DD/bg (or lg or however you label yours) can be a tricky thing to combine with poly. It is easy to feel that the strength of the bond prohibits the inclusion of others.
Generally, it tends to be a nurturing relationship, and from what I’ve seen and experienced, can be a bit symbiotic. Much like adding a sibling can have a period of adjustment, so, too, can adding additional partners to this style of relationship.
Imagine, if you will, that it requires a similar adaptation as going from being an only child to having to share the attention with a new baby, one requiring a lot of attention as the bonding is still in process (also constant crying and feeding and diapers, but that’s less relevant, I think).
I’ve seen people say they prefer monogamy for this style of relationship, and it is definitely true that I see more of the monogamous kink relationships fall under this heading. That does not, however, mean polyamory is impossible. It just means it may take a little more navigational assistance.
If nurturing is the default response of domination, the top of the slash partner may find this type of relationship becomes the most likely outcome when beginning any sort of long-term power exchange partnership. Nurturing two is hardly a leap from nurturing one.
Problems can arise when the bottom of the slash gets scared or jealous. Some people tend to feel less jealousy when partners seek things we have no hope of providing, such as a bisexual female seeking out a female companion. They may feel more jealousy when it seems there is another person filling the same roles with their partner that they do. At that point they may think, why even have two partners? I am clearly replaceable.
When it comes to jealousy, I’ve found one of the ways to separate the concept of my Daddy relationship from another small’s relationship with my Daddy is to choose different pet names. While we both may address him as Daddy, it is critical for me that he address us differently. For him to use my pet name, babygirl, with someone else feels bad, wrong to me. She can have anything else she likes, such as princess or angel or anything else her heart desires. By having separate petnames, in my mind, it establishes our dynamics as individual things.
It also helps when the DD makes a concerted effort to maintain as many of the standard routines and practices even while juggling new relationship energy. By showing the first small she is still valued and still receives attention, it reduces the likelihood of serious sibling rivalry issues.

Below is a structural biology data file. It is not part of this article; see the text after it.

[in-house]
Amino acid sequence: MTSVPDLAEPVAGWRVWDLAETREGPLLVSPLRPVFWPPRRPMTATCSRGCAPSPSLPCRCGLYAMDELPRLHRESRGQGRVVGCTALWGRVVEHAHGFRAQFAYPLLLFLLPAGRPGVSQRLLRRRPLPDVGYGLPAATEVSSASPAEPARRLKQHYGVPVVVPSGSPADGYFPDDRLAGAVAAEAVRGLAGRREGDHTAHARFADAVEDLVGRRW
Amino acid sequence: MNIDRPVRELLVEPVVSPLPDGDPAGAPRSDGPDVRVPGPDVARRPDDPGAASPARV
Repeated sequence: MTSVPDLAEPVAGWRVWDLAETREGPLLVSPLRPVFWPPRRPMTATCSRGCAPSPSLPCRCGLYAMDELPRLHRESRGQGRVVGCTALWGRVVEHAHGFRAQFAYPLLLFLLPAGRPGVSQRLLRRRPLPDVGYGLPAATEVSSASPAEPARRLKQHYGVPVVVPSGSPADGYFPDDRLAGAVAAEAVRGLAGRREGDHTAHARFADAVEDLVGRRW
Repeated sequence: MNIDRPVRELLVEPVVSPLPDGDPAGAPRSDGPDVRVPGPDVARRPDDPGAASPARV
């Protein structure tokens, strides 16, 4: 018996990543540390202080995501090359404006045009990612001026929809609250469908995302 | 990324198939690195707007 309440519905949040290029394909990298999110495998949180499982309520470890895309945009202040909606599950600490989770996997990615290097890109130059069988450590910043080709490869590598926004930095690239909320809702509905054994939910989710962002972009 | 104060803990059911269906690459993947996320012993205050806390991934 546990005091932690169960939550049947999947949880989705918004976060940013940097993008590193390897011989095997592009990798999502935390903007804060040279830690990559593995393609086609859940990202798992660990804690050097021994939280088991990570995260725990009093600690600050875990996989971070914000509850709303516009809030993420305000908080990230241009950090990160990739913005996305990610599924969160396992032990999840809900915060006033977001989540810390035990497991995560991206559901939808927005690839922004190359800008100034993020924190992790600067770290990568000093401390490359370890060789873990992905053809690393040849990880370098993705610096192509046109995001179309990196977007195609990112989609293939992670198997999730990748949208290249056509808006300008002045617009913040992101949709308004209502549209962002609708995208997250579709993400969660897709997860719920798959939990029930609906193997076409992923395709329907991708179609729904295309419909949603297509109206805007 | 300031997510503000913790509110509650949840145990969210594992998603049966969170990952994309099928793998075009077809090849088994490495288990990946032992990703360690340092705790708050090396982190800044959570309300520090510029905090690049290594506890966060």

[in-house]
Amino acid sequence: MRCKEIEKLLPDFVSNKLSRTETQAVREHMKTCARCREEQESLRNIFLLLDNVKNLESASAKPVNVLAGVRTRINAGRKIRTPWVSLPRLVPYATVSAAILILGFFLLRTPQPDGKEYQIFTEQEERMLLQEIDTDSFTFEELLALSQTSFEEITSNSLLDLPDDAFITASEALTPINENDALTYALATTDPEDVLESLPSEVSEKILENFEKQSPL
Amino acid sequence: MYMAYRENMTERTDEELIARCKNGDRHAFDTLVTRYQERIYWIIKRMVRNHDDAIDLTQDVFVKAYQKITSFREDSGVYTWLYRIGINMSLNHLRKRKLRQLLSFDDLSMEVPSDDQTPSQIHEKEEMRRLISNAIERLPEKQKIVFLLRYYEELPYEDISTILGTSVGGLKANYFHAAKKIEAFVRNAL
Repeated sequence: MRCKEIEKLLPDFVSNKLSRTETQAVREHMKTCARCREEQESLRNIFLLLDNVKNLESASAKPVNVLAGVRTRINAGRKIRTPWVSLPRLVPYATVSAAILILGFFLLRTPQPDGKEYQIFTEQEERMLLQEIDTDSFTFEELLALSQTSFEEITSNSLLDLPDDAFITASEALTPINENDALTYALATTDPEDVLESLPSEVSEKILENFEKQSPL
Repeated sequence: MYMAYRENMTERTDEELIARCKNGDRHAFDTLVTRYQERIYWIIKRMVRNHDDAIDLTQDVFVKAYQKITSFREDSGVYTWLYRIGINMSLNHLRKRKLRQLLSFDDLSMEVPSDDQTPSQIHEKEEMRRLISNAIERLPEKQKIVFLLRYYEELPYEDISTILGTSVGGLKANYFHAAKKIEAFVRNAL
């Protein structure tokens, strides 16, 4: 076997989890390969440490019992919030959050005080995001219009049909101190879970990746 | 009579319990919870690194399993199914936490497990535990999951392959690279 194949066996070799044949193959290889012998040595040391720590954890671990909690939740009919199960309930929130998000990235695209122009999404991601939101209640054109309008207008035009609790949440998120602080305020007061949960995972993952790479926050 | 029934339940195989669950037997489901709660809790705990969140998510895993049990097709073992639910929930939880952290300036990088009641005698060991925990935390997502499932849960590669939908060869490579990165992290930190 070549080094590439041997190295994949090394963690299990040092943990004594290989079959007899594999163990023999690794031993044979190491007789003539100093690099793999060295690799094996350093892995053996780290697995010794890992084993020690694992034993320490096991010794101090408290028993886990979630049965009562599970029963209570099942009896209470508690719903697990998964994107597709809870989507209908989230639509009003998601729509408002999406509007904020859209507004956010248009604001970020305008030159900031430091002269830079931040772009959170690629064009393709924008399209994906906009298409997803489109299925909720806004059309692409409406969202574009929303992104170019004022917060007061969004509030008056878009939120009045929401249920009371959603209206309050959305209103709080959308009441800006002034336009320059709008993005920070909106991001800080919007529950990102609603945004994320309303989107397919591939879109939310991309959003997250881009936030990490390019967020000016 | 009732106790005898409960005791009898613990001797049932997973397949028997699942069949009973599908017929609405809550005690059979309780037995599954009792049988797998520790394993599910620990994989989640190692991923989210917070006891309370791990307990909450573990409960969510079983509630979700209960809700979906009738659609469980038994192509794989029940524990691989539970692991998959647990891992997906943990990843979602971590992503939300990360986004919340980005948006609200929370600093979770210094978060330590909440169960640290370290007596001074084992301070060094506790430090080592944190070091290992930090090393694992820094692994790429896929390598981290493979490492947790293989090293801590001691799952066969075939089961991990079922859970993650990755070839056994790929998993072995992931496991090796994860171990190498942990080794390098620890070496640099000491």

We forget that each relationship takes its own path. By setting aside insecurities and giving new “siblings” a chance, sometimes we have the opportunity to form close bonds we might have missed out on otherwise.
Tops can fall into traps, too. When a relationship has progressed from the learning stage, where we begin to learn to communicate specifically with that partner, to the comfort stage, it can be easy to skip steps with new partners, forgetting that the development of that dynamic may need to progress just as slowly as their first one did. Communication has to be a two-way street. If only one person is participating, often things fall apart quickly. This is even more important when adding to a DD/bg relationship. The smalls need to find balance and learn to communicate with each other as well, whether or not their relationship is a sexual one. Communication now must go three ways instead of two.
One way we have addressed that in the past has been to have group chats for the three of us. All discussions happened together, with the exception of financial conversations which involved only our household bills, since we are nesting partners. Even when he and I were sharing simple things, such as when we left work or arrived home, it kept his other small part of things.
There are lots of different ways people have found security while sharing a power exchange partner. The important thing is to discover what essential needs must continue to be met in order to ensure overall happiness for everyone involved. Someone new coming in can feel like an outsider at first, and remembering to treat them with dignity and respect rather than as an interloper can go a long way towards healthier relationships for everyone involved.
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